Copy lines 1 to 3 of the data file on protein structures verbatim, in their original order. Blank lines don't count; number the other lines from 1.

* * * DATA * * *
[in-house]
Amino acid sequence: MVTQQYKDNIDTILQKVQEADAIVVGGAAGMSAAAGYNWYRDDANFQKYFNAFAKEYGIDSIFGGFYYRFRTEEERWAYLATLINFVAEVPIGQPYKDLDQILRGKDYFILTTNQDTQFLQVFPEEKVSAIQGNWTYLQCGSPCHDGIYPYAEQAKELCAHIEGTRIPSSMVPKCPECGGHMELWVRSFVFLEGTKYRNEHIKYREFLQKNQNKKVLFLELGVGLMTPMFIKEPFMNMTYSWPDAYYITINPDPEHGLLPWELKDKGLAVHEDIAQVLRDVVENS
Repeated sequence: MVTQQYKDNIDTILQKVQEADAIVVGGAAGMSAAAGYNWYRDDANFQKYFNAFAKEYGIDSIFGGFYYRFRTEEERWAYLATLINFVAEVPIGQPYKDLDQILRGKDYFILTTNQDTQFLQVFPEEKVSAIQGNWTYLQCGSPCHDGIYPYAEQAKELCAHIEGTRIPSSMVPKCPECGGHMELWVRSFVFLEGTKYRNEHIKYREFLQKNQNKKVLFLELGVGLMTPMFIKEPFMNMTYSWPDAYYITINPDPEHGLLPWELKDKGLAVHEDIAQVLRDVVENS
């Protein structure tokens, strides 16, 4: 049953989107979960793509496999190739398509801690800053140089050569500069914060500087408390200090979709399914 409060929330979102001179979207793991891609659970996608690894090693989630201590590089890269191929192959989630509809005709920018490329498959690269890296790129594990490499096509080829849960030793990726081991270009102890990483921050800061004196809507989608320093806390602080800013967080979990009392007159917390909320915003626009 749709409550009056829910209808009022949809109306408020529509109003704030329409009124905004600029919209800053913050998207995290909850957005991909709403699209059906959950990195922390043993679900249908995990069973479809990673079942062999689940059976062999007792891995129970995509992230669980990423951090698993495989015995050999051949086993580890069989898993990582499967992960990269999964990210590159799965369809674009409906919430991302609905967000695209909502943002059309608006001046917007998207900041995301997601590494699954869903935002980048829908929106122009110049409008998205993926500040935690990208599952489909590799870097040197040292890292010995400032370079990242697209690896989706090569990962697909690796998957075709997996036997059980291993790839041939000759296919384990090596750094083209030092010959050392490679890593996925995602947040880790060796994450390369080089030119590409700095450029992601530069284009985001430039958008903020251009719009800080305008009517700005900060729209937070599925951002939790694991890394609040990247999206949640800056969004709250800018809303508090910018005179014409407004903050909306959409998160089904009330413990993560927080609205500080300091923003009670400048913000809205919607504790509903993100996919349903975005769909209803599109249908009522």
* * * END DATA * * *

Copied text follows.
[in-house]
Amino acid sequence: MVTQQYKDNIDTILQKVQEADAIVVGGAAGMSAAAGYNWYRDDANFQKYFNAFAKEYGIDSIFGGFYYRFRTEEERWAYLATLINFVAEVPIGQPYKDLDQILRGKDYFILTTNQDTQFLQVFPEEKVSAIQGNWTYLQCGSPCHDGIYPYAEQAKELCAHIEGTRIPSSMVPKCPECGGHMELWVRSFVFLEGTKYRNEHIKYREFLQKNQNKKVLFLELGVGLMTPMFIKEPFMNMTYSWPDAYYITINPDPEHGLLPWELKDKGLAVHEDIAQVLRDVVENS
Repeated sequence: MVTQQYKDNIDTILQKVQEADAIVVGGAAGMSAAAGYNWYRDDANFQKYFNAFAKEYGIDSIFGGFYYRFRTEEERWAYLATLINFVAEVPIGQPYKDLDQILRGKDYFILTTNQDTQFLQVFPEEKVSAIQGNWTYLQCGSPCHDGIYPYAEQAKELCAHIEGTRIPSSMVPKCPECGGHMELWVRSFVFLEGTKYRNEHIKYREFLQKNQNKKVLFLELGVGLMTPMFIKEPFMNMTYSWPDAYYITINPDPEHGLLPWELKDKGLAVHEDIAQVLRDVVENS